A hidden Mayan civilization in Guatemala. Modern day greed and murder. Danger, suspense, evil and revenge form the backdrop as two lovers try to connect across the miles. Can ancient rituals impact a modern-day run for the U.S. Presidency? The priceless Stones of Bacal Ring of the Gods hangs in the balance. And final justice always awaits.
The first thing Wes remembered was a shrill, whining sound. Focus… he must focus. Nothing. Everything was a blur of red and orange. When he tried to open his eyes, the light felt like scalding water and he squinted them closed again. And that awful noise. Voices. Shrill voices… yelling, helping, screaming.
He pushed his hands beneath himself, his weakened fingers struggling against the blistering sand. He tried to rise toward the sounds, but fell back. Who knew how long he had lay there, burned by the sun, assaulted by the ocean. He knew he had drifted in and out of consciousness, but not for how long.
On this day the brave ones had come down to explore and play. They were horrified and frightened by what they saw. They had all seen the drawings. But here was one, barely alive. Swollen and bruised, with sun-blistered skin that was cracked and raw, he appeared near death. And there were things crawling on him. Crabs. His salt-caked white skin was being pulled, pinched, and eaten by dozens of crabs as they scurried over his body.
Tzutujil lowered the small, flute-like reed he had been blowing. He was 14 years old and wore a thick necklace of woven shells, and a beaded tunic. A huge knife hung at his waist. “He looks tall, like the drawings.”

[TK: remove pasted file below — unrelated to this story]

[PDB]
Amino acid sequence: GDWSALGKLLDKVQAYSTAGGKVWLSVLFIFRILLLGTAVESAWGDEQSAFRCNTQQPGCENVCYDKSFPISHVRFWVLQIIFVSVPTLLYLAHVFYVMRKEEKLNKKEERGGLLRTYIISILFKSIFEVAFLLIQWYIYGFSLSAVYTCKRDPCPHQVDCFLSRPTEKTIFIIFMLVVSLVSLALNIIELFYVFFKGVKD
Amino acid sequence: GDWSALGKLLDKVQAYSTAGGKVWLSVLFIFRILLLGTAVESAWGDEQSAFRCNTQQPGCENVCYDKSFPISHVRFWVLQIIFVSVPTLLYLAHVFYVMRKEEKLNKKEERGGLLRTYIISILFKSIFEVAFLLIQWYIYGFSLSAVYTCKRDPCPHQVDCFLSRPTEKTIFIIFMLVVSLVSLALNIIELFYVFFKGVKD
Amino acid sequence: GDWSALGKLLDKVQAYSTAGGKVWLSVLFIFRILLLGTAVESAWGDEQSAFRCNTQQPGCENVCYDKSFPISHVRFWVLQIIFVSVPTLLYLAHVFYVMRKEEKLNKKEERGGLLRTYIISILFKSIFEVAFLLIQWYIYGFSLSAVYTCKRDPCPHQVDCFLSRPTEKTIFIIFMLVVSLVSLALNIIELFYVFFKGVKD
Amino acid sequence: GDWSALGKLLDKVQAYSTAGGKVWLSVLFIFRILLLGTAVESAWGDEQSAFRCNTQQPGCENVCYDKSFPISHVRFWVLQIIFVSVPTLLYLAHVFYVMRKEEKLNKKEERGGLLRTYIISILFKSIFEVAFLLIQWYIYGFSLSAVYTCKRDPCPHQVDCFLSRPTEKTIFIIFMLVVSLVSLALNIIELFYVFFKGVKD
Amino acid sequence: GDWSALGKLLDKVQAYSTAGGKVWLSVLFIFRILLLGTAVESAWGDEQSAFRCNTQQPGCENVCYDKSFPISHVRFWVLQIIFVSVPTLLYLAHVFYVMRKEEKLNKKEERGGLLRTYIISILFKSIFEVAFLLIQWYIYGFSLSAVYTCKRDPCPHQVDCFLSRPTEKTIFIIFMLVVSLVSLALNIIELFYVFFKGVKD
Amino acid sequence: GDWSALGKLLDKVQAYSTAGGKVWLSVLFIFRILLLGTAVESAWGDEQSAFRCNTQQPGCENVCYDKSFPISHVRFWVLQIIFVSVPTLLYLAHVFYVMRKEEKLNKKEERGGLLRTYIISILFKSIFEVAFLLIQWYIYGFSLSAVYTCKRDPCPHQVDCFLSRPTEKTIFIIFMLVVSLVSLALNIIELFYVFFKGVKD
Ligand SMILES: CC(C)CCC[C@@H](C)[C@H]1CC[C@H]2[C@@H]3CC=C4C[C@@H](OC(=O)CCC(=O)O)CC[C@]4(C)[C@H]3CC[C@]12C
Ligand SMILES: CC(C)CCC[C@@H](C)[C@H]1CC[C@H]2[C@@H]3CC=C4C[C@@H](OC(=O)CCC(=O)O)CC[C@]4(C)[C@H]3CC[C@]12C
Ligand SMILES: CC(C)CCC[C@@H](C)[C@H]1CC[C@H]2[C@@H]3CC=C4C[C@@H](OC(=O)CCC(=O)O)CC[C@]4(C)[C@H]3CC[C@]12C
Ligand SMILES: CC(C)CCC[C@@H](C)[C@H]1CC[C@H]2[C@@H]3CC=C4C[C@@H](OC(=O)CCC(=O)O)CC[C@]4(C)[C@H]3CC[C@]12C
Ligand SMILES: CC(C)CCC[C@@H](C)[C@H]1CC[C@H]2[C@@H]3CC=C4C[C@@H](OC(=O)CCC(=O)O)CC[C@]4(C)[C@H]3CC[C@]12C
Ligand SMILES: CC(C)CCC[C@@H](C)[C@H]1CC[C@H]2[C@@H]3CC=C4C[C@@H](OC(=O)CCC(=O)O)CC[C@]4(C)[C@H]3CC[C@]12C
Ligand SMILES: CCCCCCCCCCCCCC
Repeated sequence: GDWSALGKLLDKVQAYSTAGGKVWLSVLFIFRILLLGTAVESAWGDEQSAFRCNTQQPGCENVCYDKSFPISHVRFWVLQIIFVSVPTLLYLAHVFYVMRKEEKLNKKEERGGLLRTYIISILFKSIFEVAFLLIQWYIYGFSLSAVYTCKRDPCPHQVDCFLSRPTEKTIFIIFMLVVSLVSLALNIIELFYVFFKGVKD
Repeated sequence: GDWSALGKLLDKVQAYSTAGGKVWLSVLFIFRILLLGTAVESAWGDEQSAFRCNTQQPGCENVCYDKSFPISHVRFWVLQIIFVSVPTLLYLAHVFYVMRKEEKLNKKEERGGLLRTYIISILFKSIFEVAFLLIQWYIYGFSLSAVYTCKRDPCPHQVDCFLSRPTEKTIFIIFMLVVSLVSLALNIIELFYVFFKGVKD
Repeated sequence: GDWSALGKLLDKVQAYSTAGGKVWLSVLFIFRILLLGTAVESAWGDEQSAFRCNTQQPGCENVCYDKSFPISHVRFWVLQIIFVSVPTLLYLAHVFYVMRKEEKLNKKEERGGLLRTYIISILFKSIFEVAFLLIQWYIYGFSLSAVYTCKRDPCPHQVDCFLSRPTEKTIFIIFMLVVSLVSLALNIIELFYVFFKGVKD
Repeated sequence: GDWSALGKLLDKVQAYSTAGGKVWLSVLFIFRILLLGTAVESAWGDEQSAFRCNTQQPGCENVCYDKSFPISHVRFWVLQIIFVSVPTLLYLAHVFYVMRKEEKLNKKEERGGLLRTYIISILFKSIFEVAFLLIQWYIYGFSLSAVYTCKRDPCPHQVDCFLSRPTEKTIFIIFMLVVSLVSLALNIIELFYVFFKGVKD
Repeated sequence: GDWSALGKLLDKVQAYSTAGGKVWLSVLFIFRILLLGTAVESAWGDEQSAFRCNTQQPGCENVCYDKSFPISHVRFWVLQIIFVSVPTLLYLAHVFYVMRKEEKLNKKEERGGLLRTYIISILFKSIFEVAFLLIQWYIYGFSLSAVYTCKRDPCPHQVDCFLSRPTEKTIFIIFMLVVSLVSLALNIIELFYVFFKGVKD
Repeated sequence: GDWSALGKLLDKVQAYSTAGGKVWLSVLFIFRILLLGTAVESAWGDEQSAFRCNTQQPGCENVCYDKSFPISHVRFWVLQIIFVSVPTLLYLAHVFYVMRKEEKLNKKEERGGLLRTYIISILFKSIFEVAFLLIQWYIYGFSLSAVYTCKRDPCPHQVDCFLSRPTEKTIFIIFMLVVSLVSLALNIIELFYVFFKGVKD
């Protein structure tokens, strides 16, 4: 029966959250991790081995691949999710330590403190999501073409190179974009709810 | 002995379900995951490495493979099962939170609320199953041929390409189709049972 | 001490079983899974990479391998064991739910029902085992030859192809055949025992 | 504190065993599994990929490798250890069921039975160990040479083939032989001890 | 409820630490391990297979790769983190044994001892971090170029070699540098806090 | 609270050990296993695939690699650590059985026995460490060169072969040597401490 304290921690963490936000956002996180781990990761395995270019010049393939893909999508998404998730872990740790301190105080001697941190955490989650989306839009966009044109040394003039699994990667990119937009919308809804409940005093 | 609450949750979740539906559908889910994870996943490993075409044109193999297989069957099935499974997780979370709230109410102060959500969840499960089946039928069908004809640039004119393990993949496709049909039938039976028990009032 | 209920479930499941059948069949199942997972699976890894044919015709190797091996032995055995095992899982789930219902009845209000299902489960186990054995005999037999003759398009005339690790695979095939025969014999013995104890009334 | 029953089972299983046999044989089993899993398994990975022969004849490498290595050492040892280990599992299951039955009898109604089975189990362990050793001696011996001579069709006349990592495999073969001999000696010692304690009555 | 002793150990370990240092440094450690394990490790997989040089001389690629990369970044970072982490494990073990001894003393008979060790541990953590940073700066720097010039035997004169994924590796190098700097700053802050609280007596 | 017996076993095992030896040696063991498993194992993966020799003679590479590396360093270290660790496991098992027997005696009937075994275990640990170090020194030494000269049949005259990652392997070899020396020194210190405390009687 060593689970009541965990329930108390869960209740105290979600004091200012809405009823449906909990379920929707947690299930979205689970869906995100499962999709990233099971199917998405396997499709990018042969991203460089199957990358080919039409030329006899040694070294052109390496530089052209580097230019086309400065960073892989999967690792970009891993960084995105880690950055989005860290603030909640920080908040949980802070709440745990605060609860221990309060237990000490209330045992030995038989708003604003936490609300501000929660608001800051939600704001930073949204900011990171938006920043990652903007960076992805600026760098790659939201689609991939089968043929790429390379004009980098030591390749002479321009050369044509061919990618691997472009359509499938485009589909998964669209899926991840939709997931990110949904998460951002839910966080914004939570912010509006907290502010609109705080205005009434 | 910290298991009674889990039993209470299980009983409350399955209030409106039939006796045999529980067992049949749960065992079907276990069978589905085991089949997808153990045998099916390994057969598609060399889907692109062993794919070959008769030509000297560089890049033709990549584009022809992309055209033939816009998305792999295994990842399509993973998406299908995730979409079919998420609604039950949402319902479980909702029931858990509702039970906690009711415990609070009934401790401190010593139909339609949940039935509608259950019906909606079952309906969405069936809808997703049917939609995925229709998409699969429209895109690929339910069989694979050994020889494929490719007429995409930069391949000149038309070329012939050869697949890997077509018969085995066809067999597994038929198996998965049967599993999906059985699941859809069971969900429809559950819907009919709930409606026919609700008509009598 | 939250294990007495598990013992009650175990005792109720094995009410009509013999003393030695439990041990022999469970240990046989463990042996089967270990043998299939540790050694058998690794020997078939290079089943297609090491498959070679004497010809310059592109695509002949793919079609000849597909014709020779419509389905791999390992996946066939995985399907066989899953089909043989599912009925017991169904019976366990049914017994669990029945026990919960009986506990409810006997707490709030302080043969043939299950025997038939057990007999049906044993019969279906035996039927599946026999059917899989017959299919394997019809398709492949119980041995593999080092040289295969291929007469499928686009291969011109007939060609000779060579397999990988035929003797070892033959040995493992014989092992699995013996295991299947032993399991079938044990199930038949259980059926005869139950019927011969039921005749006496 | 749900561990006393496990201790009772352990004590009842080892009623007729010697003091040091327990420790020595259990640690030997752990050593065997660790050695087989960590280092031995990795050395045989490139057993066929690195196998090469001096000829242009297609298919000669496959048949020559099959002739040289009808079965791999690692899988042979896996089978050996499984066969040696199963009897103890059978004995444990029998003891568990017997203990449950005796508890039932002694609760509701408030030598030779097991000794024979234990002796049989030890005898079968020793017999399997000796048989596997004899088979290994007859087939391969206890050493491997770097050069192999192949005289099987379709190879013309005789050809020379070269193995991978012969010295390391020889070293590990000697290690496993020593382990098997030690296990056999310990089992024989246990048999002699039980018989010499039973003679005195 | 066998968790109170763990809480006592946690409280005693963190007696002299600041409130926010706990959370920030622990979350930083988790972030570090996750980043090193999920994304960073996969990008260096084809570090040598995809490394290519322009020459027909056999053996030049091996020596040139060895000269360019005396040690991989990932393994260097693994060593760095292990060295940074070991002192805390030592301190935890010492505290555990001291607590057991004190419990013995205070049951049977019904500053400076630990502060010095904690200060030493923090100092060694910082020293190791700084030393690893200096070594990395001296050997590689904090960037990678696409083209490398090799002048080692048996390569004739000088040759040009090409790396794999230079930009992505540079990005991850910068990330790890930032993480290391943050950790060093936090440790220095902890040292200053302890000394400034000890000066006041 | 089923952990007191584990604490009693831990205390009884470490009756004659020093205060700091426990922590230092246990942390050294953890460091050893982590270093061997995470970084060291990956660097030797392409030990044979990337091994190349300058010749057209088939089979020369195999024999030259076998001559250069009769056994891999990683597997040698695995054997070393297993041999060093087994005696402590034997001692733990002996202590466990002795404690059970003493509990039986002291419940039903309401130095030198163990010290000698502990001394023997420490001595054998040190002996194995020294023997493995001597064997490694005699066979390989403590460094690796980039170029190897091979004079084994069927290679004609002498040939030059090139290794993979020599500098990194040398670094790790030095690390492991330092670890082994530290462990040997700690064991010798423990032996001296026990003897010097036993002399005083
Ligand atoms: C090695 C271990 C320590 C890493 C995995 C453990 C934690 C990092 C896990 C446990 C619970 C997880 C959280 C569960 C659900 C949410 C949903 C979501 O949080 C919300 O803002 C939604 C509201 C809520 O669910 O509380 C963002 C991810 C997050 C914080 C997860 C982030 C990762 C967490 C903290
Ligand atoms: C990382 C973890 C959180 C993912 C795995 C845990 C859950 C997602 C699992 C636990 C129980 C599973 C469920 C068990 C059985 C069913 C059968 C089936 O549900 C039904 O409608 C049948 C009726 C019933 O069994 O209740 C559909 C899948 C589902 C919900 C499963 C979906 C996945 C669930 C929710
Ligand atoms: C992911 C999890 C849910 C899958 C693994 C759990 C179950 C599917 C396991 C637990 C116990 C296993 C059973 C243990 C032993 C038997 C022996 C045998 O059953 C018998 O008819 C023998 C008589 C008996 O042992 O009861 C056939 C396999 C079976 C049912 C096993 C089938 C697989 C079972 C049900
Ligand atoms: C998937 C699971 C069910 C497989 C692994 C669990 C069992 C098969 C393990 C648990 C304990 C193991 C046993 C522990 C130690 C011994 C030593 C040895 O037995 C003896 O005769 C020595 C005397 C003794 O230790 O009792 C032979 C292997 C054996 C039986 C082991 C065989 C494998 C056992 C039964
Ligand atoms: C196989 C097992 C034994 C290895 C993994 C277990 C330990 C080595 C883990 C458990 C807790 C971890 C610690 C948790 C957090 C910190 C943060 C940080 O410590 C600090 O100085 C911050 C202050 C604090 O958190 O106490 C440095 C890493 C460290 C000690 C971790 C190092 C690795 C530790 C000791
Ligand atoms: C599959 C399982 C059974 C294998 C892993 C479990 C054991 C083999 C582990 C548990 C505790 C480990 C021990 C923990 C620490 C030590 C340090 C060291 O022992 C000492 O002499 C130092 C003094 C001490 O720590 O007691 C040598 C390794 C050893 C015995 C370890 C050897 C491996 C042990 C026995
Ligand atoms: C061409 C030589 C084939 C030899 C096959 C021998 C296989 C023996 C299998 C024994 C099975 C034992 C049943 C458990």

The other five wore simpler tunics, and stared at Wes in amazement. Cocijo, a younger boy, poked Wes, causing the crabs to scatter.
“Don’t touch him!” Tzutujil shouted.
The low tide waves rocked Wes’s limp body back and forth.
“But the tide is coming in,” said Ixtana, one of the girls. “We should move him.”
Tzutujil was clearly the one giving orders. “We will put him in the hiding place. You will tell no one of this.”
The six of them pulled at his body, unable to lift his weight, and finally dragged it up over the rocks, inflicting more cuts, but getting him out of the water. Others knocked the crabs off, killing, but saving them. After all, why waste good food that otherwise they would spend hours trying to catch?
They finally maneuvered him into a small clearing in the bushes. This was a man, but not like one they had ever seen before, at least not in real life. They saw his mouth open, heard his soul cry out in agony as they pulled him away from certain death. His screams nearly frightened them away. Screams? Was that his own voice he was hearing? Why was he screaming? Perhaps this was what it was like just before birth, or just after death. An embryo. It would be some time before he would know how close he had come to finding out just what is on the other side.
Cocijo stared at him, trying to see if he could be breathing. “I think he is dead.”
“Not yet,” Tzutujil said. “Let’s cover him and come back tomorrow.” The children spread leaves and brush over him, and Ixtana pressed damp herbs onto cuts on Wes’s forehead and chest. Then the children disappeared through the foliage.